OKS Voices: Sean Melican Elevates His Teaching Craft

Since 2017, Upper School Science Teacher Sean Melican has been among a highly select group of 350 AP Chemistry Teachers chosen worldwide by the independent, nonprofit organization ETS to read and grade AP Chemistry tests. He will begin his summer vacation working eight hours a day for seven days, reading and grading just one of the seven questions on the AP Chemistry exam.

Grading papers can be a monotonous task — much less grading the same question over and over again. Yet, Melican attributes his annual stint as a reader to be one of his most valuable professional development tasks.

“I think the big thing for me is that when reading 3,000 to 4,000 answers to the same question, you see common mistakes,” explained Melican, who says he enjoys grading the exams because it allows him to bring the knowledge he gains back to Oak Knoll. “You see common misconceptions and commonalities that you can return and say, okay, am I addressing that particular misconception? Every year, I do it, and I learn something new. A lot of times, the question can be answered two, three, or four different ways. I look at the answers and think, I never thought to teach it that way.”

With an elaborate system of readers, including a chief, a question leader, a table leader, and individual question readers, ETS ensures a rubric is finalized for each question and that individual readers are well-trained each year and capable of consistently grading exams. In the seven-day period, this highly qualified group of high school and university teachers from across the globe will come together in Tampa, Florida, to process between 160 thousand and 170 thousand exams.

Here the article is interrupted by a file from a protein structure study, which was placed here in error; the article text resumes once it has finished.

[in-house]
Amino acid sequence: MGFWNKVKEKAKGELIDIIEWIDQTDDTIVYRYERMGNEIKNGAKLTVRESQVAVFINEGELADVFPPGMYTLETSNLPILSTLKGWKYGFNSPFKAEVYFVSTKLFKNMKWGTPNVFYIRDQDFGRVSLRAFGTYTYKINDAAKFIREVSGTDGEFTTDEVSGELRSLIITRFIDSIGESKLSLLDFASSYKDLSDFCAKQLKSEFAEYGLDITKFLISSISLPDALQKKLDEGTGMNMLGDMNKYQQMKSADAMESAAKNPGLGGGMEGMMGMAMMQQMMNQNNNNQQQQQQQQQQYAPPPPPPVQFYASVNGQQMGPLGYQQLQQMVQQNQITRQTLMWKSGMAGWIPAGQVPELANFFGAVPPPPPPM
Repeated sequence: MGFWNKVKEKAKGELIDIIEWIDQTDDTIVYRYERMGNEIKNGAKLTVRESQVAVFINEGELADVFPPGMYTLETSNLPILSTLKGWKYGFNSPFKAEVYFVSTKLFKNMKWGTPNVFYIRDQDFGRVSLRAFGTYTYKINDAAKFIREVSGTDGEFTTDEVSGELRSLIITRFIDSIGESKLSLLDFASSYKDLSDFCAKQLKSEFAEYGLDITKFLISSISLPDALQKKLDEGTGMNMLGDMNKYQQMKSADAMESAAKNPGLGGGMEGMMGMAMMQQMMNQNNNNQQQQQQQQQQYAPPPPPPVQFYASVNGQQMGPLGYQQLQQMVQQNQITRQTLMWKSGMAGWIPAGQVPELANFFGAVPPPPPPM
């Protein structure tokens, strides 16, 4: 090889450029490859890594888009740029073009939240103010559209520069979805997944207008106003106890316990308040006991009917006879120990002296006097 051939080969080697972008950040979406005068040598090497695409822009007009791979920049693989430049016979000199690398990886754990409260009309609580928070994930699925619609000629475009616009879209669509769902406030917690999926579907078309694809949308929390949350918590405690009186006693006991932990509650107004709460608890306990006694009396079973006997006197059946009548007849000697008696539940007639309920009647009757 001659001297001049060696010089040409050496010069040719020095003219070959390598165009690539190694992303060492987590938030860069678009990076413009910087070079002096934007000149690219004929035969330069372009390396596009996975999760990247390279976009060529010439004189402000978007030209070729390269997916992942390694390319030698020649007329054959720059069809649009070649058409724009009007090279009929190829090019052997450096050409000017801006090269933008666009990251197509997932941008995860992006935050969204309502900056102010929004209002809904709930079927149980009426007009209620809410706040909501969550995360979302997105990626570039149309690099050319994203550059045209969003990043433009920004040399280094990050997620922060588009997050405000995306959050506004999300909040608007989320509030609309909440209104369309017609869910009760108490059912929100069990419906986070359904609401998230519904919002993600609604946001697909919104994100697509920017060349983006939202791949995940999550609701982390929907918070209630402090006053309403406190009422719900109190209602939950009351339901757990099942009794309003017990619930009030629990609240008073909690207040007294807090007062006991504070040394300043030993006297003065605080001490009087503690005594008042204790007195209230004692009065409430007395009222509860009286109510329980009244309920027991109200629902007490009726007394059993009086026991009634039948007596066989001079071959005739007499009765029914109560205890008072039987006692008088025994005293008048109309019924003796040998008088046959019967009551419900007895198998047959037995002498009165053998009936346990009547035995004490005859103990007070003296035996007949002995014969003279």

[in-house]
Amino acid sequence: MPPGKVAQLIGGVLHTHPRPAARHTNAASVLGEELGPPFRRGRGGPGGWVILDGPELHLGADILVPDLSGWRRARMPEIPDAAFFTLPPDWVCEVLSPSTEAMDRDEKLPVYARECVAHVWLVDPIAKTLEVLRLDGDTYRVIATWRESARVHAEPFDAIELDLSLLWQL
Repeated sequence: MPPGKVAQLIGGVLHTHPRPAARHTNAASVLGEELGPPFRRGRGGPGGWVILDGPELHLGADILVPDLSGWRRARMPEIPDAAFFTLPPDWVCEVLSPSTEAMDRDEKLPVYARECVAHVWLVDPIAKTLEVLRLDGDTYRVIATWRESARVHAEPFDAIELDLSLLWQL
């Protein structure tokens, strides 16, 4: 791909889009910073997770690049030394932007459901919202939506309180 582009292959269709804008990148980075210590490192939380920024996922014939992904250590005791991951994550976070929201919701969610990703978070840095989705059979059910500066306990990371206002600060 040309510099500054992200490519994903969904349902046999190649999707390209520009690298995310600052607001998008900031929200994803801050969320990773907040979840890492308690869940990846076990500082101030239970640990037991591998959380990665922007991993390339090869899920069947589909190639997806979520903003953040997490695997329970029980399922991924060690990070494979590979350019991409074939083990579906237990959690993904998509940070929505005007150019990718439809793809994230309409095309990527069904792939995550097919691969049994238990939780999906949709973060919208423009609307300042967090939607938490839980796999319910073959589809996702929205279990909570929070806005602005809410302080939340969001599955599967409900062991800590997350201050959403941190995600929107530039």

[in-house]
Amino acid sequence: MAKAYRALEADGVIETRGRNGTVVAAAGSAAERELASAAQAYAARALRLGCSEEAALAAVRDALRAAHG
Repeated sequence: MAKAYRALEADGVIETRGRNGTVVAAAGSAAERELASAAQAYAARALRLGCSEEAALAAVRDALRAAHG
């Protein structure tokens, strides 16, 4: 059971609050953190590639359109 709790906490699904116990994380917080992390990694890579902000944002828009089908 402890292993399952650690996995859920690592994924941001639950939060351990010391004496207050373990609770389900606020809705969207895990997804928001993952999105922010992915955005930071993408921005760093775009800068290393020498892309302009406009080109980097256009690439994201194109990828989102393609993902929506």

“I have to go by a very specific rubric, very specific notes. It’s really like an assembly line for the sake of consistency,” Melican shared.

Melican graduated from Colgate University with a degree in chemistry. He has been a member of Oak Knoll’s science faculty for 13 years. Prior to Oak Knoll, he taught in both private schools and community colleges.

His main goal as a teacher is to inspire his students to develop a sense of scientific literacy. “We want students to walk away with critical thinking skills. If they don’t remember how to do stoichiometry, or they don’t remember the names of the six strong acids, that’s fine. But when they are watching a TikTok, reading a newspaper, or engaged in some sort of media involving science, they will have a reasonable understanding.” 

Congratulations to Melican on his service to Oak Knoll and on his work as an esteemed AP Chemistry reader for ETS.